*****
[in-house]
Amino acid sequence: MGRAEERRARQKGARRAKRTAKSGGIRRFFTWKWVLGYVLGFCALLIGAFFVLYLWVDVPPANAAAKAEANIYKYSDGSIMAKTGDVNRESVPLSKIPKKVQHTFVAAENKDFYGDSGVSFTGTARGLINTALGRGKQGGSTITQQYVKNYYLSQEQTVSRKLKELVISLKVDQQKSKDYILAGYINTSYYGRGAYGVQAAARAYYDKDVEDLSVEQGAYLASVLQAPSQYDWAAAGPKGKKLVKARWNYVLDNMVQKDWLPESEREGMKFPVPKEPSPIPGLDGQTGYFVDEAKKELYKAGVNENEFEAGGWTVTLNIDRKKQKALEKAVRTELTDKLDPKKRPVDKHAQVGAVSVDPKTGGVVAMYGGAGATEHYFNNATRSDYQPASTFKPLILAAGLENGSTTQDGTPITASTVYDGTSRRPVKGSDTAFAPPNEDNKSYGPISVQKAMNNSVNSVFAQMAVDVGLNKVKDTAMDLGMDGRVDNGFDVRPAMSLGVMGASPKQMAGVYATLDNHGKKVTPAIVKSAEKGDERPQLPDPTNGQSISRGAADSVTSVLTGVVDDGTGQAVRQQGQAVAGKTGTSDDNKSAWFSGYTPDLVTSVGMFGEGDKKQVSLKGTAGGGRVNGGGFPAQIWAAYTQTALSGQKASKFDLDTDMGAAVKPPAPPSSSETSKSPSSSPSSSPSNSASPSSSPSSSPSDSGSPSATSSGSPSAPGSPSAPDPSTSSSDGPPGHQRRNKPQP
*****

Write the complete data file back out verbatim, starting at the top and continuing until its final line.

[in-house]
Amino acid sequence: MGRAEERRARQKGARRAKRTAKSGGIRRFFTWKWVLGYVLGFCALLIGAFFVLYLWVDVPPANAAAKAEANIYKYSDGSIMAKTGDVNRESVPLSKIPKKVQHTFVAAENKDFYGDSGVSFTGTARGLINTALGRGKQGGSTITQQYVKNYYLSQEQTVSRKLKELVISLKVDQQKSKDYILAGYINTSYYGRGAYGVQAAARAYYDKDVEDLSVEQGAYLASVLQAPSQYDWAAAGPKGKKLVKARWNYVLDNMVQKDWLPESEREGMKFPVPKEPSPIPGLDGQTGYFVDEAKKELYKAGVNENEFEAGGWTVTLNIDRKKQKALEKAVRTELTDKLDPKKRPVDKHAQVGAVSVDPKTGGVVAMYGGAGATEHYFNNATRSDYQPASTFKPLILAAGLENGSTTQDGTPITASTVYDGTSRRPVKGSDTAFAPPNEDNKSYGPISVQKAMNNSVNSVFAQMAVDVGLNKVKDTAMDLGMDGRVDNGFDVRPAMSLGVMGASPKQMAGVYATLDNHGKKVTPAIVKSAEKGDERPQLPDPTNGQSISRGAADSVTSVLTGVVDDGTGQAVRQQGQAVAGKTGTSDDNKSAWFSGYTPDLVTSVGMFGEGDKKQVSLKGTAGGGRVNGGGFPAQIWAAYTQTALSGQKASKFDLDTDMGAAVKPPAPPSSSETSKSPSSSPSSSPSNSASPSSSPSSSPSDSGSPSATSSGSPSAPGSPSAPDPSTSSSDGPPGHQRRNKPQP